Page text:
It’s been said that dynasty fantasy football is a lot like the stock market. We have assets (players) who rise and fall in value depending on various factors (age, performance, situation, to name a few). While it is true of all players, there are some running backs who are far less risky. These running backs have insulated value as the aforementioned factors impact them less.
One way to measure a player’s value is by looking at their average draft position (ADP). Startup drafts can give an idea of how others value certain players. So while the ADP data will tell us who the consensus favors as fantasy RB1’s, it is only one piece of the puzzle. Not every RB1 value is the same, and identifying which players are safe versus risky can give you a significant advantage in drafts and trades.
Insulated Value in Running Backs
Insulated value is important in fantasy because situations change regularly, which can cause wild swings in player valuations. For example, when Jacksonville’s James Robinson goes from undrafted free agent to starting running back, his value swings upward dramatically. However, what happens when his situation changes in April if a rookie running back is taken in one of the first three rounds of the NFL Draft? The market will likely swing (probably too drastically) the other direction. Robinson does not possess great insulated value.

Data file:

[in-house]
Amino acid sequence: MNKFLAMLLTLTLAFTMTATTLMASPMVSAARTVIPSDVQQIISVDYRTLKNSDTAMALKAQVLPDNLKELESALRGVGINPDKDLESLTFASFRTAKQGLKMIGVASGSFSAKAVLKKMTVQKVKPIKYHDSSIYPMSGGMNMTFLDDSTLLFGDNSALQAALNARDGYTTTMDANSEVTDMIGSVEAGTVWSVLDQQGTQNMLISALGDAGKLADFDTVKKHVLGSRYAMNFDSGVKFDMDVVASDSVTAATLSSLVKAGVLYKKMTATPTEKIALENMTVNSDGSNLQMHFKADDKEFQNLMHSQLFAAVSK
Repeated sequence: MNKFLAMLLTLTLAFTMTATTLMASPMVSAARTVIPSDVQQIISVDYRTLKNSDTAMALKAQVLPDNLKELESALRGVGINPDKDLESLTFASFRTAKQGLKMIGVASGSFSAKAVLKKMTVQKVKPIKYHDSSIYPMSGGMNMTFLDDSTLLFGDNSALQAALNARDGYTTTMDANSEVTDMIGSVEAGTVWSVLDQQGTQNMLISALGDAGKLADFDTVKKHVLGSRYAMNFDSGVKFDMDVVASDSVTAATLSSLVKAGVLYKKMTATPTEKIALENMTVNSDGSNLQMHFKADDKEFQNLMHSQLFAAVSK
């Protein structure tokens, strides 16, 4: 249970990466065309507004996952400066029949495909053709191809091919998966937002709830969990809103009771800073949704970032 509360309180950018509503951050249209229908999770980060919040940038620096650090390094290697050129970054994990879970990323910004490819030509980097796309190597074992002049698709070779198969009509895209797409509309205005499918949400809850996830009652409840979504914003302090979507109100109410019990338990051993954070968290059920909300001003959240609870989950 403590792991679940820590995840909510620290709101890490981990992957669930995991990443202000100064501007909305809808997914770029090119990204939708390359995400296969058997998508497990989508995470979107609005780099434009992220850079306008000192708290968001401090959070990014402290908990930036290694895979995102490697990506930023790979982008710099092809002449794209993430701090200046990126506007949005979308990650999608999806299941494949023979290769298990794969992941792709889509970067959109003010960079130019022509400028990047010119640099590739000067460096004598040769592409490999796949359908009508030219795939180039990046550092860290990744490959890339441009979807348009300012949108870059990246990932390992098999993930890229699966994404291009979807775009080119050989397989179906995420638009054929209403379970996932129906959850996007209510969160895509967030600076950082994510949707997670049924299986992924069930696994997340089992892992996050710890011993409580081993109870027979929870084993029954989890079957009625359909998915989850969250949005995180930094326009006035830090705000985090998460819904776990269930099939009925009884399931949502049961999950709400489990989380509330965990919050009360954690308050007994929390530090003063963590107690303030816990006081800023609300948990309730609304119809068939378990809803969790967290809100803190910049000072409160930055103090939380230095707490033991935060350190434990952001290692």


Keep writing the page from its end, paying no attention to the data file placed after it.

When evaluating running backs that have insulated value, you will want to keep in mind these three truths:
- Draft capital matters
- Immediate ‘high’ perceived value matters
- The market impacts aren’t as dramatic
Draft Capital Matters
The easiest and arguably best time to acquire the ‘safe’ running backs is during a rookie draft. From my assessment, I found a strong correlation between insulated value and rookie running backs that were immediate top-15 running backs in dynasty ADP before ever playing a down in the National Football League. From 2017-2020, 11 different running backs entered the league as top-15 dynasty options at their position. Perhaps not coincidentally, all were drafted in the first two rounds of the NFL Draft. In addition to James Robinson, Myles Gaskin is another perfect example of a player who is productive but is not a safe value.